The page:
We are well placed to manage the impact of changes to customs processing. We are working closely with Government to put in place systems to ensure the movement of cross-border parcels continues to operate effectively. We have developed a new model for the collection of taxes and duties with Government. We are also engaging with Ofcom and the Department for Business, Energy, and Industrial Strategy (BEIS) on the applicability of Quality of Service targets after the UK leaves the EU.
Royal Mail engages regularly with politicians and policy makers, and closely monitors the potential impact of political and policy changes on the company. The Company runs an extensive public affairs programme of engagement with politicians and policy makers. We regularly demonstrate the significant progress that the company has made since privatisation in 2013.
Growing in new areas
Our success in growing in new areas of business is dependent on such factors as our continued ability to identify new profitable and sustainable areas of business, implementing appropriate investments, and having in place suitable structures to support continued transformation of the business.
Royal Mail Group is well positioned to grow in new markets through its subsidiary, GLS. It has a replicable and scalable business model founded on the development of strong regional businesses.
Through increasing its footprint and focusing on growth opportunities in areas such as the deferred parcels space and B2C parcels market, GLS is well positioned to support Royal Mail Group's overall strategy.
Royal Mail and GLS together currently generate £1.7 billion in annual revenue from cross-border parcels and letters. The cross-border parcels market is a large, attractive growth opportunity for the Group,
We are continuing to seek opportunities to develop a broader revenue base and growth in the UK and overseas.
Our five-year transformation programme aims to build a parcels-led, more balanced, more diversified business. This includes increasing the proportion of Group revenue generated by parcels and increasing our geographical diversification programme through our 'scale up and grow' plan for GLS and our cross-border parcels strategy. These are two of our three strategic priorities.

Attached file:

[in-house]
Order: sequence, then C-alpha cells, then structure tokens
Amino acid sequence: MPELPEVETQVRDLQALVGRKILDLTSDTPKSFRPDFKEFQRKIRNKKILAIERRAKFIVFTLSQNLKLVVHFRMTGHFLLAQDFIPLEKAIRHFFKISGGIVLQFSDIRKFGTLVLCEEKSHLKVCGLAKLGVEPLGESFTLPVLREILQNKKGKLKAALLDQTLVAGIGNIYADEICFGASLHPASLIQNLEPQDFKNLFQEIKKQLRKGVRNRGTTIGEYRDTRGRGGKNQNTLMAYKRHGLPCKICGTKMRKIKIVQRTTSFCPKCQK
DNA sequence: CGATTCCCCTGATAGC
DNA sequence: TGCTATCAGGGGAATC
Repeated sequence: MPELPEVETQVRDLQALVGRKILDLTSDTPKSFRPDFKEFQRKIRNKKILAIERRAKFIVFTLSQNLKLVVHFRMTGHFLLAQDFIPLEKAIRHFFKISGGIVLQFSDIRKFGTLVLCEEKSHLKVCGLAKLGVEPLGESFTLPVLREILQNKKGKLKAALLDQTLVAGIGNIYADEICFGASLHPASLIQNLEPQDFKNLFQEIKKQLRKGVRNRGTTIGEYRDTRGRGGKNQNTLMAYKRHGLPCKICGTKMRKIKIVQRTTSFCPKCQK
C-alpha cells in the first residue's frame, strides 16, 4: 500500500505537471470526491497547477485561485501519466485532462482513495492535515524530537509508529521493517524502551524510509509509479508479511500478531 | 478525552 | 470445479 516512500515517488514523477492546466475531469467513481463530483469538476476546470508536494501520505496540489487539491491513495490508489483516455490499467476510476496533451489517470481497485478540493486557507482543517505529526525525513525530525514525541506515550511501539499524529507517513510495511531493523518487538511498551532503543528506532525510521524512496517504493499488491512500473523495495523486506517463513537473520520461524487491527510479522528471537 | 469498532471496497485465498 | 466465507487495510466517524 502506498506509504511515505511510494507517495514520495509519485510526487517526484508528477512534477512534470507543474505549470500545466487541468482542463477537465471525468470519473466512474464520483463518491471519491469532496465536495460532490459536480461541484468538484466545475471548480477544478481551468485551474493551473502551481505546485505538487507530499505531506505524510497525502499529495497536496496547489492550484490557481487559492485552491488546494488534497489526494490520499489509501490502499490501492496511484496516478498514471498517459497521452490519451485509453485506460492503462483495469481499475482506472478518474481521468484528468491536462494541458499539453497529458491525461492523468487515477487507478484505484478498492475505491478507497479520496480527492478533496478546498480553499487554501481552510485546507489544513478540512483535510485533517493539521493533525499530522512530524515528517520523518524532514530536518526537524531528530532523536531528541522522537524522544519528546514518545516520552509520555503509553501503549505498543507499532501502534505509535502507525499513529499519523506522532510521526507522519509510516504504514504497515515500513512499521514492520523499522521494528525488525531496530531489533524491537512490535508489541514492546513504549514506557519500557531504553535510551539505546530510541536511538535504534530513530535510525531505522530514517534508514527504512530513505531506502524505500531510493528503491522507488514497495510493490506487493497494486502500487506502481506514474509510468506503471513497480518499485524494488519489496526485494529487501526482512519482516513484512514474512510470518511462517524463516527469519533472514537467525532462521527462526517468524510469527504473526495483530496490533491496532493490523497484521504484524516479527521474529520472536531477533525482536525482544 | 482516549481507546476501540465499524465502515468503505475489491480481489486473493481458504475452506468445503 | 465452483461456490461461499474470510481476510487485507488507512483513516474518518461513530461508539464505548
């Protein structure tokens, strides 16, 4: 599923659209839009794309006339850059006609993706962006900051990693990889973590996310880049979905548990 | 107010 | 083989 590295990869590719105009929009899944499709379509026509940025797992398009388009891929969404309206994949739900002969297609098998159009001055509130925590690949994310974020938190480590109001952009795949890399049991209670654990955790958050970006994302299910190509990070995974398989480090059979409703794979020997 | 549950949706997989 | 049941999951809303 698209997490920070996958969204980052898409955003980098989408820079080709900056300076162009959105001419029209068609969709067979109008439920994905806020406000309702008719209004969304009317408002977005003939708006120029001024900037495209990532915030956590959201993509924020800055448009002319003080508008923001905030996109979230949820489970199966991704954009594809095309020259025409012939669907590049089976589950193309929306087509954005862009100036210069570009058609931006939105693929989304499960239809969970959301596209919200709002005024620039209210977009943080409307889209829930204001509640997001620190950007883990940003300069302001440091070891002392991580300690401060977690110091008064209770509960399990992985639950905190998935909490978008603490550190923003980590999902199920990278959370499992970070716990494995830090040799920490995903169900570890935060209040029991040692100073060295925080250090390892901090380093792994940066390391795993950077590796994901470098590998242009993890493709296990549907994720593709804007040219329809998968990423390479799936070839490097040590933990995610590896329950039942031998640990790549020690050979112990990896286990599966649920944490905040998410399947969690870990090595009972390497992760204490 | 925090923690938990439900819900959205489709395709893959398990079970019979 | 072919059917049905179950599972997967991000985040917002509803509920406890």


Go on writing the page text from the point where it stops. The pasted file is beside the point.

Our strategy is designed to ensure that GLS builds on its strong, 30-year track record and makes a major contribution to the Group's product and geographical diversification over the next five years. The focus will be on profitable revenue growth, including focused yield management.
We will combine the best of Royal Mail and GLS to offer a global proposition in smaller and larger cross-border parcels.
Regulatory and legislative environment
The business operates in a regulated environment. Changes in legal and regulatory requirements could impact our ability to meet our targets and goals.
Absence of a sustainability framework to sustain the USO
USO finances are fragile. The regulatory system applies some constraints to Royal Mail's ability to compete for traffic to support the costs of the Universal Service network. These may impact our revenues and our ability to compete in the highly competitive sectors in which we operate. This could ultimately impact our ability to deliver the Universal Service on a sustainable basis.
Given the continuing structural decline in addressed letter volumes, and broader changes in the parcels market, Ofcom is enhancing its monitoring of Royal Mail. It is bringing forward some of the work it plans to undertake as part of its next review of the regulation of Royal Mail, which, overall, will be completed by 2022. The work it will undertake includes: a) a review of Royal Mail's efficiency, designed to give more insights into the future sustainability of the Universal Postal Service; and b) research to review the extent to which the postal market is meeting the reasonable needs of users and consumers and SMEs.
Ofcom will continue to be focused on monitoring Royal Mail's efficiency. It will complete its delivery cost model to help inform Ofcom's view on how delivery costs might change over time under different scenarios. Ofcom intends to extend this detailed cost modelling work to other parts of Royal Mail's operations.